If you use Microsoft Lync Server 2010, Group Chat for mission-critical business purposes, as many customers do, you must ensure that your organization can maintain Lync Server 2010, Group Chat communications even when an entire site, including the Microsoft Lync Server Enterprise pool that hosts Lync Server 2010, Group Chat, is lost. For this reason, we strongly recommend that your organization have a detailed disaster recovery plan.

To preserve Group Chat Server functionality when a site is lost, a secondary pool, located at a different site, must be available that can take over when the primary pool fails, and a failover mechanism must transfer operations to the secondary pool. This article serves as a guide for failing over Group Chat Server from one pool to another.

Author: Peter Bertolis

Publication date: September 2011

Product version: Microsoft Lync Server 2010

The overall process for restoring Microsoft Lync Server 2010, Group Chat to a different Microsoft Lync Server 2010 pool involves backing up the Lync Server 2010, Group Chat database, restoring the data to the target database, and moving the users (forced move) to the new pool. This is followed by providing permissions to the Lync Server 2010, Group Chat accounts.

Notes

  • The process described in this article is different from the process for leveraging site resiliency in Lync Server 2010. Site resiliency assumes the loss of a site but not the loss of services. Site resiliency is typically achieved by spanning Lync Server pools and services across sites.
  • The process described in this article is intended for the recovery of services, not for data recovery. The data recovered from the Group Chat database during this process is determined by the method and frequency of the backups. Any associated services or programs, such as for compliance, will require manual intervention.

Tested Scenarios

This white paper addresses two failure scenarios:

  • The first scenario provides the steps for failing over a Group Chat Server to another Group Chat Server connected to the same Lync Server Front End pool.
  • The second scenario provides the steps required to recover a Group Chat environment to a Group Chat Server that is connected to a second Lync Server Front End pool.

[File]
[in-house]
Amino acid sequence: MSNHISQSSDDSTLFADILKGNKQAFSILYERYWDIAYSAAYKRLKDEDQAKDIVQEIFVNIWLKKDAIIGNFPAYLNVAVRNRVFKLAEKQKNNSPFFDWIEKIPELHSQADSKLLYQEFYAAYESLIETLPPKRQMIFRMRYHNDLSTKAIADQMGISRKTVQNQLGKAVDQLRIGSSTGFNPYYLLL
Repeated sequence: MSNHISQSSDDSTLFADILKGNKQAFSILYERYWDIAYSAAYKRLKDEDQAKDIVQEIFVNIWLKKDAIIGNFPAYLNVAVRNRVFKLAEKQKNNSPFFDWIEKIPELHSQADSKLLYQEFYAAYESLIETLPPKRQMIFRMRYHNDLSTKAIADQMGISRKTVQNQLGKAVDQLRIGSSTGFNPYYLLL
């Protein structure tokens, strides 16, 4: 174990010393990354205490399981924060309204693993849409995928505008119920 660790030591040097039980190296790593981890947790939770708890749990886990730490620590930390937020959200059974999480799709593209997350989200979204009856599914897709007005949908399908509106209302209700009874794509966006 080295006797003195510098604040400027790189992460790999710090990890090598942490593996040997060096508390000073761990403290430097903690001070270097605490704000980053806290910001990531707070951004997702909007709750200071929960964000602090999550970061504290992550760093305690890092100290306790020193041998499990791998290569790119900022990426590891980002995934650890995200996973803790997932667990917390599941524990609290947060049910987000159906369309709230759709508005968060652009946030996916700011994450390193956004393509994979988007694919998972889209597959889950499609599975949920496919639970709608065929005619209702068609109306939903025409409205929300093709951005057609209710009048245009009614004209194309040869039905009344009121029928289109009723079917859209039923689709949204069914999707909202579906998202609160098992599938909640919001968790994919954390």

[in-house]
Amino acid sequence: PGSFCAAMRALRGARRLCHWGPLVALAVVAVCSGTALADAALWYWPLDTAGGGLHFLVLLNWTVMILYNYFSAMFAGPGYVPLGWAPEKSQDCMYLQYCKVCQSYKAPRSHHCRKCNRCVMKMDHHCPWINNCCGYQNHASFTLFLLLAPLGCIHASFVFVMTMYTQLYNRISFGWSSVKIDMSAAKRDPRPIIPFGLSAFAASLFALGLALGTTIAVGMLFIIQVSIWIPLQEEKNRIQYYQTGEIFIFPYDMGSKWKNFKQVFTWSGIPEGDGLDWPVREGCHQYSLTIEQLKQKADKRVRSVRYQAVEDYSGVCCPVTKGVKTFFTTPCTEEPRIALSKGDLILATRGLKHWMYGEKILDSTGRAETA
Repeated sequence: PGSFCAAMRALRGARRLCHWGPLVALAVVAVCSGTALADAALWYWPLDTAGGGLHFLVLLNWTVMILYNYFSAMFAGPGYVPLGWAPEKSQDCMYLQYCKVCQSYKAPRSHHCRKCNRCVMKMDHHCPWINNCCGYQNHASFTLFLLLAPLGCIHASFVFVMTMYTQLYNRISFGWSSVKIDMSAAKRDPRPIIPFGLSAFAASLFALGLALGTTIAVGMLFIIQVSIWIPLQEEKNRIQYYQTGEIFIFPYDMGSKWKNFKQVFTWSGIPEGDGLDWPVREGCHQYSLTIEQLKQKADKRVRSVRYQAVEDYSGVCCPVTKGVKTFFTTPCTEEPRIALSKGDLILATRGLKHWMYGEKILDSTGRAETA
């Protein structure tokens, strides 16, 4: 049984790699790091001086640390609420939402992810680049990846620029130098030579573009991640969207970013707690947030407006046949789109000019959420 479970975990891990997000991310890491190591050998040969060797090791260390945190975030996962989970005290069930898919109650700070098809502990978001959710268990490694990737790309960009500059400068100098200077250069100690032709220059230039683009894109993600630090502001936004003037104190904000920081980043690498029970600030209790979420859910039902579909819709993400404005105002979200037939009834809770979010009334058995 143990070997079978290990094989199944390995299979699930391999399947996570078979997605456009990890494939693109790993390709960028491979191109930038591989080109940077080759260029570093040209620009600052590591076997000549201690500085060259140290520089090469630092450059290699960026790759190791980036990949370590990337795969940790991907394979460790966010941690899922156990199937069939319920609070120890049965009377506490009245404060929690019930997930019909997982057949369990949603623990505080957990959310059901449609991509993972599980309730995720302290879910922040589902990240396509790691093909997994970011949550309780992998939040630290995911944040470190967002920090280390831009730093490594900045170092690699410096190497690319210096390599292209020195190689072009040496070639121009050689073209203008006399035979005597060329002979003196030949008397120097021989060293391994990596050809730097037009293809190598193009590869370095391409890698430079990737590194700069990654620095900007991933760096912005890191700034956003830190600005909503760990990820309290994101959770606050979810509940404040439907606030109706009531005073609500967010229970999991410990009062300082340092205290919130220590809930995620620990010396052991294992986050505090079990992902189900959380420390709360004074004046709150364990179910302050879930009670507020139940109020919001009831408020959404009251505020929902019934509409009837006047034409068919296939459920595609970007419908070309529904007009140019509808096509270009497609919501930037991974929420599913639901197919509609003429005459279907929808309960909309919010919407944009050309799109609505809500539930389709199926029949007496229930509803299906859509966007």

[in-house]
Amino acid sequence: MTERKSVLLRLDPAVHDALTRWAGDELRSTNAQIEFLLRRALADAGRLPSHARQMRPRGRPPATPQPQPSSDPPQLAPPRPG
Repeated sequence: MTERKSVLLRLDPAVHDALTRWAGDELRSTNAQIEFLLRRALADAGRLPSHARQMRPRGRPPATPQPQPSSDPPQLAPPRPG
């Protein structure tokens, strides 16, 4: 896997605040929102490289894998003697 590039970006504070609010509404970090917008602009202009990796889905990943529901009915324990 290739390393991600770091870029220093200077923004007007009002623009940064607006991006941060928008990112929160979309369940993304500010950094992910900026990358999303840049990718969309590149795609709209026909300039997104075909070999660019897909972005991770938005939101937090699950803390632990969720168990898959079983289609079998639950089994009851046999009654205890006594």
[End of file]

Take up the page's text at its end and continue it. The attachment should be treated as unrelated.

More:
In both scenarios, it is assumed that the primary Front End pool is unavailable because of a disaster or failure.

Overview of the Failover Process

The overall process for restoring Group Chat Server to a secondary Group Chat Server in the same Front End pool involves the following high-level steps.

Important: For details about these steps, download the white paper this article is based on, “Procedures for Performing a Disaster Recovery Failover in Lync Server 2010, Group Chat,” from the Microsoft Download Center.

  • Backing up the SQL Server database.
  • Installing SQL Server on the secondary site.
  • Restoring the Group Chat database to SQL Server on the secondary site.
  • Installing Group Chat Server on the secondary site and connecting to SQL Server on the secondary site.
  • Configuring the secondary Group Chat Server.
  • Running the Group Chat Configuration tool.

The overall process for restoring Group Chat Server to a secondary Group Chat Server in a secondary Front End pool involves the following high-level steps.

  • Backing up the SQL Server database.
  • Installing SQL Server on the secondary site.
  • Preparing the Front End pool in the secondary site.
  • Moving user accounts to the secondary pool.
  • Restoring the Group Chat database to SQL Server on the secondary site.
  • Installing Group Chat Server on the secondary site and connecting to SQL Server on the secondary site.
  • Configuring the secondary Group Chat Server.
  • Running the Group Chat Configuration tool.

Summary

Following the steps in the failover process helps your IT organization to correctly fail over Lync Server 2010, Group Chat from one pool to another and preserve its associated business environment. Providing an IT organization the capability to quickly recover the platform – where an entire site and Lync Server pool is lost – is critical for the organization.

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